Imagine you’re a Park Commissioner in Vancouver.  You want to make sure seniors have a voice in any decision that affects car traffic in Stanley Park.  For many, that’s their access.

But you have a choice to make: Will you at the same time encourage seniors to cycle more?  And do something to make that happen.

More like this:

This is Michael Alexander a few days before his eighth decade, on the Arbutus Greenway.  A pause, a nod to the metaphorical flowers along the way.  This is a senior blissfully engaged in the life of Vancouver, loving the city we’ve become.  You know, because of that bike stuff.

And then he gives back more.  He’s a healthy citizen in every respect.

 

So how as Commissioner do you do both: open parks to traffic and get more seniors on bikes?

You’ll be deciding in the next few weeks.  What would you tell us?

 

Comments

  1. I’d like to see a free hop-on hop-off accessible shuttle bus doing a continuous loop around the park, with cars limited to a short in-out loop for cars, leaving the roads primarily for cyclists, tour busses and park vehicles

  2. It’s always impressive (and highly offensive) to see how easily the self- centred advocates of a position (such as yours) are willing to propose actions/policies that affect the interests of a completely different group, having no doubts about their actions, without ever bothering to learn what the issues involved for the other group are.
    Perhaps seniors feel differently about access to Stanley Park.
    As a one person example: I am an 83 year old ex avid cyclist who can no longer ride as my balance has gone and I now fall off my bike. My distance walking is also somewhat limited, and public transit is not easily accessible from my house. So my best access to Stanley Park is by car, and I do enjoy an occasional drive around the park. Are only cyclists and walkers allowed to have the pleasure of enjoying Stanley Park?

  3. Yup! You wrote such a great article about this earlier, too, Gordon! It’s *incredibly* frustrating to see the Parks Commission’s dog whistle language implying that “seniors” don’t ride bikes!! And by the way, if the photographed here is turning 80, then he’s actually entering his *ninth* decade! 🙂

    You’re so right that Parks Commissioners seem determined to perpetuate the myth that seniors “require cars” in Stanley Park and that they overwhelmingly want Stanley Park returned to its car-dominant space allocation – AND that interests of cyclists and seniors are somehow in total opposition.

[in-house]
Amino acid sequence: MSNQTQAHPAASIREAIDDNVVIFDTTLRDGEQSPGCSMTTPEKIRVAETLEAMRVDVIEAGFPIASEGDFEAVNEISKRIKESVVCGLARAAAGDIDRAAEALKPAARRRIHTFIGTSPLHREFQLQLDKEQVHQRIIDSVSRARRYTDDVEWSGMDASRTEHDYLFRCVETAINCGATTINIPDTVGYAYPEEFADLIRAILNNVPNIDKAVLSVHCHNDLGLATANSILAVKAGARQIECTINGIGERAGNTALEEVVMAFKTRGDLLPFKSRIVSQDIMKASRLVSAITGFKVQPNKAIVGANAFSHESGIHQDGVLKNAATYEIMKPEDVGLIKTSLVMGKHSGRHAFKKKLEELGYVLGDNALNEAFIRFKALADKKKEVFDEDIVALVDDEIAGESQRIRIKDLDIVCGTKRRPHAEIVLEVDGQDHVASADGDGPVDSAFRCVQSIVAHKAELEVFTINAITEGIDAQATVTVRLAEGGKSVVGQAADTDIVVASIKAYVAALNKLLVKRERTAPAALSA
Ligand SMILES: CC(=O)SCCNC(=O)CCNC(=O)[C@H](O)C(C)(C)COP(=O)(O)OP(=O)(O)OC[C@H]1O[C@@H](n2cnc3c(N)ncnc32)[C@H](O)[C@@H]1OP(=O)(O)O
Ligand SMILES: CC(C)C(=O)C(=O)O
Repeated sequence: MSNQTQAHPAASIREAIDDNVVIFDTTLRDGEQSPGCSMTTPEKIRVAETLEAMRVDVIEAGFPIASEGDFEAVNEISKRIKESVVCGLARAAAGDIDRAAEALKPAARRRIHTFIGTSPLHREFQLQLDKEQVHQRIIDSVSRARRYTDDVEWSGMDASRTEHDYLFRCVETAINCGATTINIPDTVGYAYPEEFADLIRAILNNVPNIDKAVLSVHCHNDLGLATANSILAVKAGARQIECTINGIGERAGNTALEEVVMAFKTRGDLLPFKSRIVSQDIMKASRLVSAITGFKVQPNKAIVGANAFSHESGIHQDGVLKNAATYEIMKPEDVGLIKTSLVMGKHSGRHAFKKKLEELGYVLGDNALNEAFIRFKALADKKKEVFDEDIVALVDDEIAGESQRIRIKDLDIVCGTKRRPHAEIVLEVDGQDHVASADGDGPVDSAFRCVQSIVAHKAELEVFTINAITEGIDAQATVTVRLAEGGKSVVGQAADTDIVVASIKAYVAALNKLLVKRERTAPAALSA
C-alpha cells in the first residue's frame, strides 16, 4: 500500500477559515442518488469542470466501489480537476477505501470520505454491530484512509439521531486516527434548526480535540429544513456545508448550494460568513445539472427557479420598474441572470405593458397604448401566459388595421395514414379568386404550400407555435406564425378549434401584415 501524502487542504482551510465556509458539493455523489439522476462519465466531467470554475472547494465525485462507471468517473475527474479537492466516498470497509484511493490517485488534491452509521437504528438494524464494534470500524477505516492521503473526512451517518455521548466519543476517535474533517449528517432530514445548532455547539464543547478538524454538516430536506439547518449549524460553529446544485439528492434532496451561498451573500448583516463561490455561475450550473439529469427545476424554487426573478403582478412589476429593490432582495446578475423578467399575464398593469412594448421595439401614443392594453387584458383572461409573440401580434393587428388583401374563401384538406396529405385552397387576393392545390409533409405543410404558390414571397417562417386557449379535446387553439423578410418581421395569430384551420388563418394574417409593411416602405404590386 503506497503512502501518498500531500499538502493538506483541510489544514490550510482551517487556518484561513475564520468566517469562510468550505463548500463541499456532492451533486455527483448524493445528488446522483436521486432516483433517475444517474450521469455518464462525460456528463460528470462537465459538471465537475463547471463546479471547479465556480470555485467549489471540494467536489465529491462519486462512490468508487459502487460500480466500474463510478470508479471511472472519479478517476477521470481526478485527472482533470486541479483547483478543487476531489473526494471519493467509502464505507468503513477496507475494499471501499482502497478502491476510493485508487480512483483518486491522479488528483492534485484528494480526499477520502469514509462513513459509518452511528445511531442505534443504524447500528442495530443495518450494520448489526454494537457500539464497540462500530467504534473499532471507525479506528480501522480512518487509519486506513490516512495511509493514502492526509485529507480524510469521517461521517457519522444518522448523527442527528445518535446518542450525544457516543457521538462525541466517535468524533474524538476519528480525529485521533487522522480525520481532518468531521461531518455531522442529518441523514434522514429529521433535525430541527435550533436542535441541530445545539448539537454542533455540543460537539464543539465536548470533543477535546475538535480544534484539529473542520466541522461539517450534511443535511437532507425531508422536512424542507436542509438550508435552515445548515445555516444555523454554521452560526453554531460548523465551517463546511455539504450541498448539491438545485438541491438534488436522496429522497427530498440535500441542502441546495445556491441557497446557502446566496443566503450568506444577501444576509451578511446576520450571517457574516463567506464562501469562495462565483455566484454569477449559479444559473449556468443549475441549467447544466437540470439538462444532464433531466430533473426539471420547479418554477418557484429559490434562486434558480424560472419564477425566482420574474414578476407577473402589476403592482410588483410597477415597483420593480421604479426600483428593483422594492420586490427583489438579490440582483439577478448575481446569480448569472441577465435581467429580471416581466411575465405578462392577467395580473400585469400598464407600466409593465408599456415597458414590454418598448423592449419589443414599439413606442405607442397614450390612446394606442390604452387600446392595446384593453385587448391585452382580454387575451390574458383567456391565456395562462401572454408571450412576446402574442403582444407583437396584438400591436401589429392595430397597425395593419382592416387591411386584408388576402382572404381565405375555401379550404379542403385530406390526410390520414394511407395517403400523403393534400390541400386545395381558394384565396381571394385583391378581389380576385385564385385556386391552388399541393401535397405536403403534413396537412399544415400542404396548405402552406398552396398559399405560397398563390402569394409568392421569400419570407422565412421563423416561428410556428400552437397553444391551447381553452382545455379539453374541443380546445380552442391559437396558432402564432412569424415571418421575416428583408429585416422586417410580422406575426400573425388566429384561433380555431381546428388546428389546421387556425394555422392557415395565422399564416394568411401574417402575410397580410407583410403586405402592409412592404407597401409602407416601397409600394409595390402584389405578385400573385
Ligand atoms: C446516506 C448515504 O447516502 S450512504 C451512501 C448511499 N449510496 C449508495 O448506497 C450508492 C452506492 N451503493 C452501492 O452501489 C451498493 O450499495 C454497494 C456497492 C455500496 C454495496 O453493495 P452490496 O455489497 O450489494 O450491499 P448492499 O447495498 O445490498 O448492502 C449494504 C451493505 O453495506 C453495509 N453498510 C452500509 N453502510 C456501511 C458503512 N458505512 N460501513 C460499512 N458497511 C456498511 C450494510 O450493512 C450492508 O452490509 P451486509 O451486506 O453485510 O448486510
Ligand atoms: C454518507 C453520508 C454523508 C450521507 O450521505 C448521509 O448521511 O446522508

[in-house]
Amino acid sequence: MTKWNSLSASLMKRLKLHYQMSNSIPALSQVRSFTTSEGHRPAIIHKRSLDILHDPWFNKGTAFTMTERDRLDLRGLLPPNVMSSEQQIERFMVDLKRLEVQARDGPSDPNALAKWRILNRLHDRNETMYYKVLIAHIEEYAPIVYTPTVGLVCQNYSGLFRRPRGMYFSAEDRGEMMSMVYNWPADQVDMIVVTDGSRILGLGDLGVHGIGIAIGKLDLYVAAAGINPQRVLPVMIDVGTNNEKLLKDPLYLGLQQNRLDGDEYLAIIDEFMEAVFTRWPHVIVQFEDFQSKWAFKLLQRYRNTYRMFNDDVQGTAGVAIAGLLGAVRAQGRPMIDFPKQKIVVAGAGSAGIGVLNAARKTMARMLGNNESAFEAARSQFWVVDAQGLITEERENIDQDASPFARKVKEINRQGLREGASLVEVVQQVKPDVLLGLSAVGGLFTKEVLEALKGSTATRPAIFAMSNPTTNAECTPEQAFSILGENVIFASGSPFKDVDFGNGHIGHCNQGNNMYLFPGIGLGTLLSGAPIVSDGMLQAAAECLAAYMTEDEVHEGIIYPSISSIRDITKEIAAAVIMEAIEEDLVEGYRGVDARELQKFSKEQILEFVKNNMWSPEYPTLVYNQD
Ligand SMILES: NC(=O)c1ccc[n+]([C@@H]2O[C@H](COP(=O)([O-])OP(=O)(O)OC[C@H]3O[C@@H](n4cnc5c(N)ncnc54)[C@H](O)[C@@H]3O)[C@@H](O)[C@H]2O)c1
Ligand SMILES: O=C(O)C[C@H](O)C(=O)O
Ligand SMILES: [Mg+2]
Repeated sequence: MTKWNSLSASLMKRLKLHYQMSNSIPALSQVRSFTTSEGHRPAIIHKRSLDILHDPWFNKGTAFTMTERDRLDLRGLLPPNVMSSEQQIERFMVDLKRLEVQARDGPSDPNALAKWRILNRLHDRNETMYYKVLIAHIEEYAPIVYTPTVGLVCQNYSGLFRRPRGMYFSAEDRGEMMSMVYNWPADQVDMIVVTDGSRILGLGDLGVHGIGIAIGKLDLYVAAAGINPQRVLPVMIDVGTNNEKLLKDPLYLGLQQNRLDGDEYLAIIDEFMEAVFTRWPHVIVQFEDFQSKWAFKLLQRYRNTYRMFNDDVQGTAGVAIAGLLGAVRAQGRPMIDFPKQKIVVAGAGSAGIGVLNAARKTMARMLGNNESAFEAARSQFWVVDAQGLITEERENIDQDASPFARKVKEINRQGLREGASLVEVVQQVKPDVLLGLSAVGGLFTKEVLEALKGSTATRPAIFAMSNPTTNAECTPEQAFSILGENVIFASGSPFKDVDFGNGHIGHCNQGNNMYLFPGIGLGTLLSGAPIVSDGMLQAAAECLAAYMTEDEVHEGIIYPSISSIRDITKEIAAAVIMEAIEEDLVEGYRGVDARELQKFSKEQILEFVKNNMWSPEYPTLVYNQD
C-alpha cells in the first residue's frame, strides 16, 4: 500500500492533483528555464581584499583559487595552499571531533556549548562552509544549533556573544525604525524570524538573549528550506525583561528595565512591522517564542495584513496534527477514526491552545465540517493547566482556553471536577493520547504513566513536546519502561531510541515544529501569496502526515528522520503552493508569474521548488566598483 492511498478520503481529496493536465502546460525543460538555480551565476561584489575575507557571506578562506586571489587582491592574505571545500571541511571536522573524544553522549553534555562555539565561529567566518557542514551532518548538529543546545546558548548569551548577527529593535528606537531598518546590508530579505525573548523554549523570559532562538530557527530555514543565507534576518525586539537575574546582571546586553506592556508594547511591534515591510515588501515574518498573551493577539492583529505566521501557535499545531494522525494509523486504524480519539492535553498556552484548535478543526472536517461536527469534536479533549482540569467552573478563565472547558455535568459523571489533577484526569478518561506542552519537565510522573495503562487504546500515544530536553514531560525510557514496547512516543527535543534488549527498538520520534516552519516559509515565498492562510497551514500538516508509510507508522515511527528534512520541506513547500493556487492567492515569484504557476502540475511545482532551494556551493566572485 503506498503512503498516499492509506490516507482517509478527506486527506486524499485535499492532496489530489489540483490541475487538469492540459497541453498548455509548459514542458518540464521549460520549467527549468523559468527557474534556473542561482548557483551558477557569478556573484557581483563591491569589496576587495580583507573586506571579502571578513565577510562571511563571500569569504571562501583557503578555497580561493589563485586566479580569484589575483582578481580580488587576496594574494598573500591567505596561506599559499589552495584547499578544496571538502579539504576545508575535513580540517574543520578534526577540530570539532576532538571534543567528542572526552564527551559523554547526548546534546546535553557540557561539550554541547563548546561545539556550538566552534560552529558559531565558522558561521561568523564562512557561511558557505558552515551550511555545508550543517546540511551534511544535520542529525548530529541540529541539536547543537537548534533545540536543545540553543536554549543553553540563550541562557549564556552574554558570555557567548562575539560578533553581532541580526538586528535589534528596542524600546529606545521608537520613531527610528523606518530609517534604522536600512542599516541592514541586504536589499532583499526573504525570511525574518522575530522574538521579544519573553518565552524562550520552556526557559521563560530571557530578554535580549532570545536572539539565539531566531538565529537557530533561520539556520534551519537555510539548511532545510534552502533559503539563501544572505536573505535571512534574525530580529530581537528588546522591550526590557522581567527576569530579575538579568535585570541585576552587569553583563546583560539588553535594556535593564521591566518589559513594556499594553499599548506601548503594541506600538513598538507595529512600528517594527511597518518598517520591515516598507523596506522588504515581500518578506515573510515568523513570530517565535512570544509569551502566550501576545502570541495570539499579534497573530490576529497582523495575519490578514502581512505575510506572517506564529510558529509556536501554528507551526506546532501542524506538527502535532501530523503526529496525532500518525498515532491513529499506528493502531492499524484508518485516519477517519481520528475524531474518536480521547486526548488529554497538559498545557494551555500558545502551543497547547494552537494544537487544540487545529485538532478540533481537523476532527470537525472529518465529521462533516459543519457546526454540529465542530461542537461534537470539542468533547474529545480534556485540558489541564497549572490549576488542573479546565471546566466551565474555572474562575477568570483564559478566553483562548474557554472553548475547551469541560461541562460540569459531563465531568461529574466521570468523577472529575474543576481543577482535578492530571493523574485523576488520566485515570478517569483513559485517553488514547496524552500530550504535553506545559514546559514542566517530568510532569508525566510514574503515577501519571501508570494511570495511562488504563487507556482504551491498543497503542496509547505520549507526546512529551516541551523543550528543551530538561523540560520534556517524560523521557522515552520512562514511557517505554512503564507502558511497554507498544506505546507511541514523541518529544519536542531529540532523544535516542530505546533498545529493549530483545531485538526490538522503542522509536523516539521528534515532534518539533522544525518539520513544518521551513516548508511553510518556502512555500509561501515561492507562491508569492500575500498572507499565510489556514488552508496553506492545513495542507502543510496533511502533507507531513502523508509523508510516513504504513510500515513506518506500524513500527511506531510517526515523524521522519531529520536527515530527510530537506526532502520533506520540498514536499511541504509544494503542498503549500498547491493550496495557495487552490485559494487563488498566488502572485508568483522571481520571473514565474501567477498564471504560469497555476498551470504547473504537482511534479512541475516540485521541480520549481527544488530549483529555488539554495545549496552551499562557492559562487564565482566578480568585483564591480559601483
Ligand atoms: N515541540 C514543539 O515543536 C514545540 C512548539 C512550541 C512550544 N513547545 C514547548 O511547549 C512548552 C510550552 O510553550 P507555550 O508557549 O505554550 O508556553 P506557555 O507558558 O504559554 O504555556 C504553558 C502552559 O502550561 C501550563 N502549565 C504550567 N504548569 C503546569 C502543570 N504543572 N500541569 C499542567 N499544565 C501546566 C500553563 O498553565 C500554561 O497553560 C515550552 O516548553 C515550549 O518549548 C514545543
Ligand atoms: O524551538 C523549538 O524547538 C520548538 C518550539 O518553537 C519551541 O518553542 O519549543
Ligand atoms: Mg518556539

Like you said, NPA Commissioners’ anti-cycling strategy is *not* “pro-senior.” And people who want safer, healthier (in every way!) conditions for walking and cycling in Stanley Park are anything BUT “anti-senior.” Do you know to whom I should write? This needs *serious* pushback!!

    Thanks so much for your continued advocacy!

    Cheers,
    Tim

  4. To add to my previous suggestion (and full disclosure, I am a “senior”, a bike rider and a driver), why not have the roads open to cars with disability passes so that people of any age with mobility issues are not excluded from the park. And just so the rest of the car drivers don’t feel left out of the park, why not open the park roads to all drivers one day a year. I say that in jest, of course, but that’s exactly how cyclists have been treated for years in many parts of North America.

  5. The hop-on-hop-off bus around the park makes sense but it should tie back to Waterfront Station. People shouldn’t have to transfer twice if coming in on SkyTrain or SeaBus. It should also be a transfer from the transit system and not a separate service.

    I’d also suggest reversing the bike direction on Park Drive to run opposite any MVs that are on their half of the roadway. Gentler climb, less distance to maintain high speeds on the downhill, better visibility for both cyclists and motorists at conflict zones and… why not just shake things up a bit? How long are wall going to have to see the same things in the same direction.

  6. There are lots of questions and ideas being raised that should be part of a robust public engagement . How to design active transportation facilities for all ages and abilities. The benefits of a return route along Pipeline Road (see the 2012 Stanley Park Cycling Plan), including avoiding the hill. The potential of a bidirectional protected bike lane. Safe bike parking. More MOBI in the park. Transit in the park. And how about cancelling the current practice of making vehicle parking in the park free at times? It causes gridlock.

    For those wanting to connect with a working group of volunteers at HUB Cycling, who have been pushing for this for a long time, and will continue to advocate, you can email vancouver@bikehub dot ca and we can connect you. There were some fantastic letters written, including by seniors, in support of this motion. I was advised that some were read out by commissioners during the PB debate on Monday. The times, they might be changing.

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